Wilderness Torah


What is it about being outside that naturally (pun intended) seems to put us at ease and clears away stress? Wilderness Torah has been enabling Jews and fellow travelers to experience the sheer joy that many feel in nature in the context of Jewish community and spirituality. For, being in nature does more than just provide fresh air and inspiring views. It also helps us to connect with natural qualities that are inside of us.

Wilderness Torah has shown how spending time in nature as a community is particularly satisfying. Their community-wide festival celebrations, each tied to the Jewish calendar, involves many of the participants in helping the event to run. From kids to elders, participants roll up their sleeves together to make the event happen – and, by design, watch out for ways that even newcomers can take a leadership role that matches their growth edge.

Rabbi Abraham Joshua Heschel describes an important difference between entertainment and celebration:

People of our time are losing the power of celebration. Instead of celebrating, we seek to be amused or entertained. Celebration is an active state, an act of expressing reverence or appreciation. To be entertained is a passive state–it is to receive pleasure afforded by an amusing act or a spectacle…. Celebration is a confrontation, giving attention to the transcendent meaning of one’s actions.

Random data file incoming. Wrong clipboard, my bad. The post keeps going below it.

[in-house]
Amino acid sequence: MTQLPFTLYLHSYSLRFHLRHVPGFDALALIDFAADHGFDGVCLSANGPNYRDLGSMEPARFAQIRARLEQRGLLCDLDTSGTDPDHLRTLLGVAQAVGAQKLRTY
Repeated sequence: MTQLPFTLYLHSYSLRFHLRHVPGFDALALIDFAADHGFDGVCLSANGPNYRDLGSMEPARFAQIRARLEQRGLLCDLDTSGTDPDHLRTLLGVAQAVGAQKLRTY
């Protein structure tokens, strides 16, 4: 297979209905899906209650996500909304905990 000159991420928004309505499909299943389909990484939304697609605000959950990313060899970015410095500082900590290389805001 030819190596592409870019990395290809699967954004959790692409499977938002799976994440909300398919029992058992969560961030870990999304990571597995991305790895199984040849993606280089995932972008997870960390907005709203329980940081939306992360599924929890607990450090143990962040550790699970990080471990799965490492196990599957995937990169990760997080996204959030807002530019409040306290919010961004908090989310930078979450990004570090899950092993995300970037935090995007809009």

In the same way that Burning Man or music festivals provide a kind of active way for people to be involved in celebrating together, Wilderness Torah’s immersive communal celebrations reframe the Jewish holidays in an environment that creates the kind of active state that Heschel describes.

Bible Raps


For the last 7 years, Matt Bar and his organization Bible Raps have been teaching and coaching kids and teens to write and perform catchy and hip rap songs that express their own interpretations and understandings of texts. Getting involved with the music production – doing illustrations, writing rhymes, video recording and production – each student finds their own way to contribute to the multi-media process. Participants get involved in one of these artistic modalities — that they are both excited by and can challenge them at their skill level – to create a finished project of a music video. Providing multiple options for engagement increases the likelihood for a broad spectrum of participants will find their sweet spot of challenge … and enjoyment.

Now Bible Raps is rolling out a digital platform, expanding the ways that students connect to the music and its textual sources after they have experienced Matt’s exciting live show or made their own rap.

In the Hebrew language there are more than 10 words for joy, each one capturing a distinct nuance of the range of positive emotions we feel when we are connected, inspired, satisfied and/or elated. Many Jews are ready to sing together, engage nature outside, dance and find other ways of being joyful and celebrating. We are honored to be able to support Mechon Hadar, Wilderness Torah, Bible Raps, and others who are leading us on the road to joy.